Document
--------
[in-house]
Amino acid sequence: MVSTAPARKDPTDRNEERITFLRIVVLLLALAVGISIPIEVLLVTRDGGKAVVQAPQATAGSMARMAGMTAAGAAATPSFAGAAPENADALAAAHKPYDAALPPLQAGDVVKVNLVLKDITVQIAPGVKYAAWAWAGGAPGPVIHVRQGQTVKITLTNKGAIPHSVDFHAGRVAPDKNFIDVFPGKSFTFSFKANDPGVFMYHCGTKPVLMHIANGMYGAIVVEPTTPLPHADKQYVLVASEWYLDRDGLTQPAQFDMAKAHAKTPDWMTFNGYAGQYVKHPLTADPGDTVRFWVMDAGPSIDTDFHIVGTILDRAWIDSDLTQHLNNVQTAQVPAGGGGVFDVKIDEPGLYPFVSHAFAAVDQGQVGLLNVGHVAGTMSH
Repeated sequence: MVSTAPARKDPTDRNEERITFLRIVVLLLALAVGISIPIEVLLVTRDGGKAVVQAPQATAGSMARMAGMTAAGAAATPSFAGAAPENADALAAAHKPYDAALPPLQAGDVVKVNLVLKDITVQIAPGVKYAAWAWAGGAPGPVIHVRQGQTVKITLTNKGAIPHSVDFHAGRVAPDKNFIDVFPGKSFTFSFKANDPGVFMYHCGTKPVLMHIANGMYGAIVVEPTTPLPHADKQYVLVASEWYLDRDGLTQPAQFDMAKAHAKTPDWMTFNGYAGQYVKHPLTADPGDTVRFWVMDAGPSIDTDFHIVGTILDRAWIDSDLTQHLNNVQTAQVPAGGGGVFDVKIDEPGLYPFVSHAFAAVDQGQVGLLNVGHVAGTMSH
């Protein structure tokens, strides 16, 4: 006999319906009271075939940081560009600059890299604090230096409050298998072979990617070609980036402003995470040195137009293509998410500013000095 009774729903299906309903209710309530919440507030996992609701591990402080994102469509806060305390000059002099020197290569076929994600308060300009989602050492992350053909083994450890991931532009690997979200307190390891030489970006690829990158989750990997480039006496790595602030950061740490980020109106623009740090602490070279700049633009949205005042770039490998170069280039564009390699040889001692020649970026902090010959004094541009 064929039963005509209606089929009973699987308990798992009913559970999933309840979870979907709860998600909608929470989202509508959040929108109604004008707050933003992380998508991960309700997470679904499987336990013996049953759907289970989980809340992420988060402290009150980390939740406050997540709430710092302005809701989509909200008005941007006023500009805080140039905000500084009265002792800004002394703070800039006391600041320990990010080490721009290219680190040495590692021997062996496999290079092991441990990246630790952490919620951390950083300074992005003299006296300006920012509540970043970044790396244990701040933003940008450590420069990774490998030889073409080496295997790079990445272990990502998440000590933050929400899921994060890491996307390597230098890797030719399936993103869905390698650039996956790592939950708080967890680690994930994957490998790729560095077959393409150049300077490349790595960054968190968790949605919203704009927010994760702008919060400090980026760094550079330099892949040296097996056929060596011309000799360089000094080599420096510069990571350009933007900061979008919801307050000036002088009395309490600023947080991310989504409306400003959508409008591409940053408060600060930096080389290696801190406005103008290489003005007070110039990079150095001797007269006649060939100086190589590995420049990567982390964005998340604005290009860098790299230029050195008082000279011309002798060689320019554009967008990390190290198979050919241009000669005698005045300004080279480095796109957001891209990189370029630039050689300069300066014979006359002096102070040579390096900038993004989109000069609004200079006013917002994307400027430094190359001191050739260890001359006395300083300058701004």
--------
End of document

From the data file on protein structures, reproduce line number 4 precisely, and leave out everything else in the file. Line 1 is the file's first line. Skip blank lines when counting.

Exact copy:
């Protein structure tokens, strides 16, 4: 006999319906009271075939940081560009600059890299604090230096409050298998072979990617070609980036402003995470040195137009293509998410500013000095 009774729903299906309903209710309530919440507030996992609701591990402080994102469509806060305390000059002099020197290569076929994600308060300009989602050492992350053909083994450890991931532009690997979200307190390891030489970006690829990158989750990997480039006496790595602030950061740490980020109106623009740090602490070279700049633009949205005042770039490998170069280039564009390699040889001692020649970026902090010959004094541009 064929039963005509209606089929009973699987308990798992009913559970999933309840979870979907709860998600909608929470989202509508959040929108109604004008707050933003992380998508991960309700997470679904499987336990013996049953759907289970989980809340992420988060402290009150980390939740406050997540709430710092302005809701989509909200008005941007006023500009805080140039905000500084009265002792800004002394703070800039006391600041320990990010080490721009290219680190040495590692021997062996496999290079092991441990990246630790952490919620951390950083300074992005003299006296300006920012509540970043970044790396244990701040933003940008450590420069990774490998030889073409080496295997790079990445272990990502998440000590933050929400899921994060890491996307390597230098890797030719399936993103869905390698650039996956790592939950708080967890680690994930994957490998790729560095077959393409150049300077490349790595960054968190968790949605919203704009927010994760702008919060400090980026760094550079330099892949040296097996056929060596011309000799360089000094080599420096510069990571350009933007900061979008919801307050000036002088009395309490600023947080991310989504409306400003959508409008591409940053408060600060930096080389290696801190406005103008290489003005007070110039990079150095001797007269006649060939100086190589590995420049990567982390964005998340604005290009860098790299230029050195008082000279011309002798060689320019554009967008990390190290198979050919241009000669005698005045300004080279480095796109957001891209990189370029630039050689300069300066014979006359002096102070040579390096900038993004989109000069609004200079006013917002994307400027430094190359001191050739260890001359006395300083300058701004």